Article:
Supertunica (UK)

The Supertunica of King George V, worn on 22nd June 1911. The Supertunica of King George V, worn on 22nd June 1911. Royal Collection Trust / @ Her Majesty Queen Elizabeth II, 2014. RCIN 31793.

The Supertunica, also called the Robe Royal, is a full-length, sleeved coat with a belt, made of gold silk cloth and with embroidery down the front opening. The Supertunica forms part of the coronation garments worn by British monarchs. The form of the Supertunica derives from one of the Christian ecclesiastical vestments, and is said to have been inspired by Byzantine garments.

The example illustrated here dates from the coronation of King George V (in 1911), and was supplied by Wilkinson & Son of Hanover Square, London (Royal Collection Trust, RCIN 31793). Comparable forms have been worn since at least the fifteenth century. The sovereign is invested with the Supertunica following the anointing ceremony. It is worn with the Stole Royal and under the Imperial Mantle.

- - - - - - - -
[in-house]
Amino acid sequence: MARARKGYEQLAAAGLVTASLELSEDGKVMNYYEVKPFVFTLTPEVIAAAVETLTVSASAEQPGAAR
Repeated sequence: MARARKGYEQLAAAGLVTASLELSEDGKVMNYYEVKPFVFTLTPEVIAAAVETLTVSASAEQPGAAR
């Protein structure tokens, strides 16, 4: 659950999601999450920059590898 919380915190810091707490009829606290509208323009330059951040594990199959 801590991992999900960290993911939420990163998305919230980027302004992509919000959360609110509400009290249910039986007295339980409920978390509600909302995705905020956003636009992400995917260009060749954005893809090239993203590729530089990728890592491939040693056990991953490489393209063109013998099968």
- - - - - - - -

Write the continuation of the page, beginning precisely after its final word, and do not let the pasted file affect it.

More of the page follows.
The Supertunica illustrated here was also worn at the coronations of King George VI (12th May 1937) and Queen Elizabeth II (2nd June 1953). The coat is open at the front and has a narrow strip and wider band of foliate embroidery on either side of the front opening. It is lined with red silk. The belt is similarly embroidered.

Royal Collection Trust online catalogue (retrieved 26 June 2016).


Last modified on Tuesday, 25 April 2017 17:44
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